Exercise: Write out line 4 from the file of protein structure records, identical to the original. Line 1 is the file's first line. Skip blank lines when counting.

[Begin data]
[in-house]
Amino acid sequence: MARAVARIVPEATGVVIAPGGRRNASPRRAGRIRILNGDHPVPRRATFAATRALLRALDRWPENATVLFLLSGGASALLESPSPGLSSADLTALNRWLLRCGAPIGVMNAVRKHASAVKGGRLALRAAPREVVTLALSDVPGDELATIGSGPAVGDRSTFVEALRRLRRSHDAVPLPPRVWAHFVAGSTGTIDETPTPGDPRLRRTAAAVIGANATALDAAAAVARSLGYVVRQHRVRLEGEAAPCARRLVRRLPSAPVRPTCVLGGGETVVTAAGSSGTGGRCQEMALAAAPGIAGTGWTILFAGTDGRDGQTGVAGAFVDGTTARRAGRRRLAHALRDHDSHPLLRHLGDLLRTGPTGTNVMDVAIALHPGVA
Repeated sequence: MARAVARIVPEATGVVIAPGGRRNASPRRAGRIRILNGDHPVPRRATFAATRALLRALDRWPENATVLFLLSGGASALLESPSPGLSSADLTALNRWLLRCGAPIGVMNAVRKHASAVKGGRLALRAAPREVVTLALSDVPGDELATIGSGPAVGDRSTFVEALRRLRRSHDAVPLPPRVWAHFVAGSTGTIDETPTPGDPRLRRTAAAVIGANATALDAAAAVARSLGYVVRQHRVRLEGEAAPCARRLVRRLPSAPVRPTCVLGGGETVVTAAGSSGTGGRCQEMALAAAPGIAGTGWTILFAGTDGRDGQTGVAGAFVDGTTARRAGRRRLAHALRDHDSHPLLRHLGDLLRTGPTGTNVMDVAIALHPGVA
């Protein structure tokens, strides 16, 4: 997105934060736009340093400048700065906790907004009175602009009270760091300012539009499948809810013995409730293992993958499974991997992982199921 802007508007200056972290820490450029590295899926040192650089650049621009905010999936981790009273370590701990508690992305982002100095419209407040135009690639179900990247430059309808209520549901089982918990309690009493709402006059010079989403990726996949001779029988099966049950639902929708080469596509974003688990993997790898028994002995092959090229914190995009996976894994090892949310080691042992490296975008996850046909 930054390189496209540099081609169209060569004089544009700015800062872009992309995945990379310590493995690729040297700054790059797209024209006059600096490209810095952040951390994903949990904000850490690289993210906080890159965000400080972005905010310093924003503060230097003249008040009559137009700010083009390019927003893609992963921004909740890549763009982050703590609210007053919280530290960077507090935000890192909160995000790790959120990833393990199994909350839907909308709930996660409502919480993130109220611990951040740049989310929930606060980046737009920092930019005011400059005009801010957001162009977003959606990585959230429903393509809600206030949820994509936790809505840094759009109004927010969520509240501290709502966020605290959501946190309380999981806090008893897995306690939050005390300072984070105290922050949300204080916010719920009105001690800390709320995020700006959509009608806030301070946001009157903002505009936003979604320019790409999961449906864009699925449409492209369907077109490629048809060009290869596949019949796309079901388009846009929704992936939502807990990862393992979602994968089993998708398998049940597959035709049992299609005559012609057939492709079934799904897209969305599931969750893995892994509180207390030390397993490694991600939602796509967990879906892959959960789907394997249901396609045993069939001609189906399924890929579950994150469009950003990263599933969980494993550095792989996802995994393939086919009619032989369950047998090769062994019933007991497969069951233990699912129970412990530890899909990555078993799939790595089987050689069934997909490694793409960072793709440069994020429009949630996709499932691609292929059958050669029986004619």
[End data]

């Protein structure tokens, strides 16, 4: 997105934060736009340093400048700065906790907004009175602009009270760091300012539009499948809810013995409730293992993958499974991997992982199921 802007508007200056972290820490450029590295899926040192650089650049621009905010999936981790009273370590701990508690992305982002100095419209407040135009690639179900990247430059309808209520549901089982918990309690009493709402006059010079989403990726996949001779029988099966049950639902929708080469596509974003688990993997790898028994002995092959090229914190995009996976894994090892949310080691042992490296975008996850046909 930054390189496209540099081609169209060569004089544009700015800062872009992309995945990379310590493995690729040297700054790059797209024209006059600096490209810095952040951390994903949990904000850490690289993210906080890159965000400080972005905010310093924003503060230097003249008040009559137009700010083009390019927003893609992963921004909740890549763009982050703590609210007053919280530290960077507090935000890192909160995000790790959120990833393990199994909350839907909308709930996660409502919480993130109220611990951040740049989310929930606060980046737009920092930019005011400059005009801010957001162009977003959606990585959230429903393509809600206030949820994509936790809505840094759009109004927010969520509240501290709502966020605290959501946190309380999981806090008893897995306690939050005390300072984070105290922050949300204080916010719920009105001690800390709320995020700006959509009608806030301070946001009157903002505009936003979604320019790409999961449906864009699925449409492209369907077109490629048809060009290869596949019949796309079901388009846009929704992936939502807990990862393992979602994968089993998708398998049940597959035709049992299609005559012609057939492709079934799904897209969305599931969750893995892994509180207390030390397993490694991600939602796509967990879906892959959960789907394997249901396609045993069939001609189906399924890929579950994150469009950003990263599933969980494993550095792989996802995994393939086919009619032989369950047998090769062994019933007991497969069951233990699912129970412990530890899909990555078993799939790595089987050689069934997909490694793409960072793709440069994020429009949630996709499932691609292929059958050669029986004619």